FolkWorld Ausgabe 40 11/2009; Live Report by Walkin' T:-)M


Tønder Festival
27–30 August 2009

Tønder 2009
Tønder 2008

I bought and sold wi' Swedes and Poles
Frae Rostock tae the Rhine
It was hides for corn and cups o' horn
Salt for Spanish wine
In Rome they stole my horses
In Prague they stole my cairt
And on the bonny banks o' Istria
Well, a lassie stole my hairt
And when her faither tried tae reason her
A richer man tae find
I said the Baltic tae Byzantium were mine

The Baltic tae Byzantium
Brian McNeill @ Tønder Festival, 29th August 2009

The man is everywhere, at the Tønder festival anyway. Not only is he hosting the Sunday afternoon ceilidh, Brian McNeill is back on the concert stage presenting his new and long-anticipated programme about Scots migration across Europe.

Brian McNeill himself has been on the road for nearly 40 years. He started on the fiddle in his early teens in his native Falkirk, Stirlingshire. In 1969 he co-founded the Battlefield Band, which became one of Scotland's most popular traditional music outfits (FW#40,). In 1990 he left the group to concentrate on his own music and wrote a couple of mystery novels (the hero being a Scottish busker). After an elongated break from recording while being the Head of Scottish Music at the Royal Scottish Academy of Music and Drama in Glasgow, his long-awaited album "The Baltic tae Byzantium" is the follow-up to his concept album "The Back o' the Northwind" from 1991.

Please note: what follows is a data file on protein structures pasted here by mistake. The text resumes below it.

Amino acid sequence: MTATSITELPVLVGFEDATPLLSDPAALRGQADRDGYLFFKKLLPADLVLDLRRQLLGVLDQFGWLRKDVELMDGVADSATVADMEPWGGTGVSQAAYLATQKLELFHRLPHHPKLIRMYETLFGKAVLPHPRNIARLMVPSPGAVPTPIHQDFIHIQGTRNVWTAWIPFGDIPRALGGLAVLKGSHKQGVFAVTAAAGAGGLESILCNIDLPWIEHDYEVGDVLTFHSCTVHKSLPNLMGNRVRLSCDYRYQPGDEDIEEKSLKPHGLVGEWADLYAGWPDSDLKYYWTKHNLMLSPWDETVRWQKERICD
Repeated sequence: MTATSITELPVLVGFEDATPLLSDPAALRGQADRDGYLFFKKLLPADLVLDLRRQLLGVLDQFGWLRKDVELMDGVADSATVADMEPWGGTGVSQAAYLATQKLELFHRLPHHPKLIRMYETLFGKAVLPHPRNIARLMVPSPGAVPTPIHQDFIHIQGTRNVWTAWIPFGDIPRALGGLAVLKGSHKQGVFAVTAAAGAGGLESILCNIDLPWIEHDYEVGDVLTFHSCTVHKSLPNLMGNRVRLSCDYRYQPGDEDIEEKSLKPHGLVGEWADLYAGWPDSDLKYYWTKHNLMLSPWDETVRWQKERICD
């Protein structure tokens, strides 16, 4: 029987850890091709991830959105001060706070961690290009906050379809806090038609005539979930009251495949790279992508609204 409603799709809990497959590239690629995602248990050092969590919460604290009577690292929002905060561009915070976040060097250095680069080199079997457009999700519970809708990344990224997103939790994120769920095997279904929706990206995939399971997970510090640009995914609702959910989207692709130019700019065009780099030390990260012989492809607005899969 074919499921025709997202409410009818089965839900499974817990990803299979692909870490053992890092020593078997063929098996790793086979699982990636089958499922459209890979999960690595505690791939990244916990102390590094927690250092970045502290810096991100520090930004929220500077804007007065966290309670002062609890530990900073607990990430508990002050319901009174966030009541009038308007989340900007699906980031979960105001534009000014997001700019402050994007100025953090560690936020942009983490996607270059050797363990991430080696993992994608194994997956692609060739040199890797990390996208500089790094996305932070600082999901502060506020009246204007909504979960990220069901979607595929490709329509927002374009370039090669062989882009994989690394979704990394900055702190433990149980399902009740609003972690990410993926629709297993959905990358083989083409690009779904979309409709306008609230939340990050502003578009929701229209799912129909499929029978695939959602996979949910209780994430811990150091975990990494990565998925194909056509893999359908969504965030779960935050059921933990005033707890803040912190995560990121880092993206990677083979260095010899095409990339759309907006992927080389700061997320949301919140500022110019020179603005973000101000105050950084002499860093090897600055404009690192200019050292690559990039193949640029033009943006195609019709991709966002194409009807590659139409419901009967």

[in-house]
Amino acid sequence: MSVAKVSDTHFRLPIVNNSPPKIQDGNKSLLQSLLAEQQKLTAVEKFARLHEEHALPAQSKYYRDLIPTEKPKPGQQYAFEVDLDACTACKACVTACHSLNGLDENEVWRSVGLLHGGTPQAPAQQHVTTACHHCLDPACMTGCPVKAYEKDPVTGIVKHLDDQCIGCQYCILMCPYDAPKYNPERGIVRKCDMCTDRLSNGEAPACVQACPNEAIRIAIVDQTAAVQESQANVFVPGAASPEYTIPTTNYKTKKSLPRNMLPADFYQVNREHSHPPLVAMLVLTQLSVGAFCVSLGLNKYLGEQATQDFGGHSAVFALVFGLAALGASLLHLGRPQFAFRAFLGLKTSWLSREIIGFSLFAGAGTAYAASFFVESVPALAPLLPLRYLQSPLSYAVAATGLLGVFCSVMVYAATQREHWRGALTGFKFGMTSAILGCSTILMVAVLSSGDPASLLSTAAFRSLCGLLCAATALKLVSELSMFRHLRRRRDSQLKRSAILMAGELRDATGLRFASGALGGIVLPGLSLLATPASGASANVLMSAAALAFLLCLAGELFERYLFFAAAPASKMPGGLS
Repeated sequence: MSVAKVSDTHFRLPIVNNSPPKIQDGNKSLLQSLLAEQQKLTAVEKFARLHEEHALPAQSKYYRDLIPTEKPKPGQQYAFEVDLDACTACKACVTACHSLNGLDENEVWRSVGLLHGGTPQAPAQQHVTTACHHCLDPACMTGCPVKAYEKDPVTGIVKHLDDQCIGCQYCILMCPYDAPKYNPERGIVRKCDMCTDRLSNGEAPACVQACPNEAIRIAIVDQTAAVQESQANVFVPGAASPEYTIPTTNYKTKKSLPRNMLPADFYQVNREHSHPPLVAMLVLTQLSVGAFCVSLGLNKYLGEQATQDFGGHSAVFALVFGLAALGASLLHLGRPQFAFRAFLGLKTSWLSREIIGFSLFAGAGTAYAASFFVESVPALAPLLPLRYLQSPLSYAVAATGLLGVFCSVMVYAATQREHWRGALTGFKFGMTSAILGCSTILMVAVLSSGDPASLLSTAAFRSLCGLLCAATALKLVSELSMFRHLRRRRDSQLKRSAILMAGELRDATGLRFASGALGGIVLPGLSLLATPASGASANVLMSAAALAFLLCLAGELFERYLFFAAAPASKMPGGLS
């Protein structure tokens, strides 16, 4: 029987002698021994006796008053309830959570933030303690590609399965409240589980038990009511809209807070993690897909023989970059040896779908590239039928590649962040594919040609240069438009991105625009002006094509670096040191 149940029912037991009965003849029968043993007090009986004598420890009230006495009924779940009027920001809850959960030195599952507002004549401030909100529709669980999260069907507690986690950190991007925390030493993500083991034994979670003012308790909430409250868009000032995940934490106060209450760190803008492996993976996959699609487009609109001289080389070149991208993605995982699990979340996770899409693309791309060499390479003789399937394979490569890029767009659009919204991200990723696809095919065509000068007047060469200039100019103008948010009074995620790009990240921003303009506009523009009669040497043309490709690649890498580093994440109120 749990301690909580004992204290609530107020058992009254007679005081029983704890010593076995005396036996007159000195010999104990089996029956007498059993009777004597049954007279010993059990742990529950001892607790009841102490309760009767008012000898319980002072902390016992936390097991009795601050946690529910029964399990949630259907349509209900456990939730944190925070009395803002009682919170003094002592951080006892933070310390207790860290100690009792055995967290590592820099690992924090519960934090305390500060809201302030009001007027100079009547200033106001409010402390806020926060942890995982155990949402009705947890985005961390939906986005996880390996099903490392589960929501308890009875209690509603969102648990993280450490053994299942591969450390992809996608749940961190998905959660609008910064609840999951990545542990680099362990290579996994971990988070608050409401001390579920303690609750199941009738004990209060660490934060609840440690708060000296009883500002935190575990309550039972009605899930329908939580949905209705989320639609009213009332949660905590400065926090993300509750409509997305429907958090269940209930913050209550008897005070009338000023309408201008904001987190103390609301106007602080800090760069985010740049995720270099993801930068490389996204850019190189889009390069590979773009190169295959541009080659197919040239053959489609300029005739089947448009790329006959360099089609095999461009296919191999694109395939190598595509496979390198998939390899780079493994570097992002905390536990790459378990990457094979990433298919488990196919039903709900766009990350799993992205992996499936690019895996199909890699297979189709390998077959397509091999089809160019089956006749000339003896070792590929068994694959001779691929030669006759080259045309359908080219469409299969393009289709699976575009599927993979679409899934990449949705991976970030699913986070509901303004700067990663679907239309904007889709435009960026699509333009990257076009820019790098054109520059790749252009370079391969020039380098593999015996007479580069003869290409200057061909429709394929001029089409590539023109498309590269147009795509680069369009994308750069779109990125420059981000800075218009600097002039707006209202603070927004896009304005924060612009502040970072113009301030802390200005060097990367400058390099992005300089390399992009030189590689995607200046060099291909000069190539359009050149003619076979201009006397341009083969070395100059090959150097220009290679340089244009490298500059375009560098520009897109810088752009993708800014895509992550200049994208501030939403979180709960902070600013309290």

"The Back o' the Northwind," which dealt with the Scots emigration to North America, had a couple of memorable songs and instrumental tunes, some of which entered the traditional canon.

Brian McNeill

Brian McNeill @ FolkWorld:
FW#4, #10, #10, #12, #19, #22, #40, #40

Icon Sound @

Icon Movie @

"The Baltic tae Byzantium" goes east instead of west and explores the links between the European continent and Scotland, mainly through the lives of Scots who criss-crossed Europe from the Baltic Sea to the Mediterranean. These Scots were mainly small traders driven by poverty, and they had the same low status as Gypsies and Jews had in these days. Brian already named a mazurka "Danzig Willie," recorded on his "Horses for Courses" album (1993). Danzig Willie was the nickname of William Forbes of Craigievar Castle, a merchant who traded with the Baltic ports in the early 17th century.

Saturday afternoon is the continental CD launch at Tønder festival's Jamtelt, and we get a glimpse of the new album. Supported by the Danish band Drones & Bellows (FW#22) he delivers the title track "The Baltic tae Byzantium". Brian is half Austrian, half Scottish, a confederation of losers, that is, says he. His Scottish father once grabbed an Austrian mädel and took her home to Scotland. Otherwise, Brian jokes, he would wear lederhosen and a little Tyrolean hat. So he plays a fiddle tune for his late mother Waltraud, and it is named for her, which in English means "True to the Forest". When Brian described his native Falkirk in his novel "The Busker" (1989) as a child drunkenly conceived in the back seat of a rusty car - unwanted, unloved and left behind, this was probably not autobiographically meant. Afterwards Scottish singer-songwriter Dick Gaughan joins Brian on the song "Bring the Lassie Hame". Brian finishes off with a set of pipe tunes on the fiddle, and he makes the audience humming the drone of the pipes.